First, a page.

This week, I attended a conference at Washington State University on labor, automation, social sustainability, and resilience in U.S. agriculture. Engineers have made remarkable strides in recent years to automate routine tasks on dairies, orchards, and in strawberry harvest. Strawberries and apples will likely soon be picked by robots rather than human hands. The engineering capabilities exist, though current prototypes may not yet be as efficient as human workers. As technologies improve, adoption on commercial farms will likely be gradual. Producers can prepare now for technological advances by investing in their workforce to improve technical and data analytic skills.
Though early adopters of new technologies might be rewarded for their investment, they also bear considerable risk. Up-front costs of purchasing a robotic harvester and other tech investments are large. For example, engineering firms have been investing in the development, testing, and advancement of robotic technologies to harvest commercial strawberries for over a decade, and a robotic harvester for tabletop strawberries is now commercially available. However, most strawberries in the United States are grown in ground, not on tabletops. Investments in harvesters and retrofitting strawberry fields might prove obsolete if the technology is greatly improved after the first few seasons of field testing on commercial farms or if engineers develop a viable harvester for strawberries grown in the ground. Many producers will wait to observe and learn from those who adopt first.
Development of new agricultural technologies must be accompanied by investments in the acquisition of appropriate skills. Automated feeders and robotic milking machines have been available for commercial dairies for decades. These technologies could substantially reduce requisite labor hours. Perhaps more importantly, they also collect critical data on cow health and milking performance. When properly managed, dairy operators can use these data to improve herd health and milking efficiency. Subsequent cost-savings could be substantial for many dairies, and similar opportunities to improve efficiency are possible using precision agriculture technologies in the production of many field crops. Nevertheless, learning to analyze and interpret these data well takes time, practice, and skills that many farmers and farm workers have not yet acquired.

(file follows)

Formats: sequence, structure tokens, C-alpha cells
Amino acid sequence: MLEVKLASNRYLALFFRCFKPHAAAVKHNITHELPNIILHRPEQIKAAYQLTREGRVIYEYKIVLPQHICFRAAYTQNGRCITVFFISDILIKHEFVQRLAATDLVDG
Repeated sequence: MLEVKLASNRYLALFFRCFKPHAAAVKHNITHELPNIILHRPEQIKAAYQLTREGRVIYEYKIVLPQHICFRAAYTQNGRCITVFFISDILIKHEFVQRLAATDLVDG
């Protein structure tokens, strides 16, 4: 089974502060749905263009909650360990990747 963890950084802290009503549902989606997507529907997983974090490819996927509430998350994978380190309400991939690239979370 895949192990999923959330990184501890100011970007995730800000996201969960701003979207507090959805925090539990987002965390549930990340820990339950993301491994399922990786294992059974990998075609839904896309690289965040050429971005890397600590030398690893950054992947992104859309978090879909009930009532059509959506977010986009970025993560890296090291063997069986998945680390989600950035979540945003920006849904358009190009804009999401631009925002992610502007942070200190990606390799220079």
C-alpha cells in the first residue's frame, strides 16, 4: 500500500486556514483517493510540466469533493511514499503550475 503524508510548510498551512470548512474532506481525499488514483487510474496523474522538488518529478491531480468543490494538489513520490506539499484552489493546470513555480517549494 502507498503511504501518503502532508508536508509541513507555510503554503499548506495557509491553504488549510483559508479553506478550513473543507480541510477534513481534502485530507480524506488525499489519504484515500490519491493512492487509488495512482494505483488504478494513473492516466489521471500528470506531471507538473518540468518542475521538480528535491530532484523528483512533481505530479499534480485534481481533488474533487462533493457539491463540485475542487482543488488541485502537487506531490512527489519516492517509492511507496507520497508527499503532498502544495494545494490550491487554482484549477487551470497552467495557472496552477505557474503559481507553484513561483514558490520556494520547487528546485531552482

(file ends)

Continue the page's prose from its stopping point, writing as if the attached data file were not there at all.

Farmers, ranchers, and the agricultural industry need to take a proactive role in acquiring and teaching data analytic skills. Many of these skills will likely be necessary for survival in competitive agricultural markets. The future farm workforce might include a larger share of engineers, computer programmers, and technicians as automated technologies advance. Innovative approaches to encourage acquisition of these skills in agricultural education programs, including FFA and 4-H, might have large payoffs in the future. Furthermore, as farm wages rise and producers wrestle with the challenges of procuring workers in a tight labor market, producers need to be alert to the concerns and innovations raised by farm workers. The workers who pick our crops often have some of the most transformative ideas for improving efficiency, field safety, and more comfortable working conditions.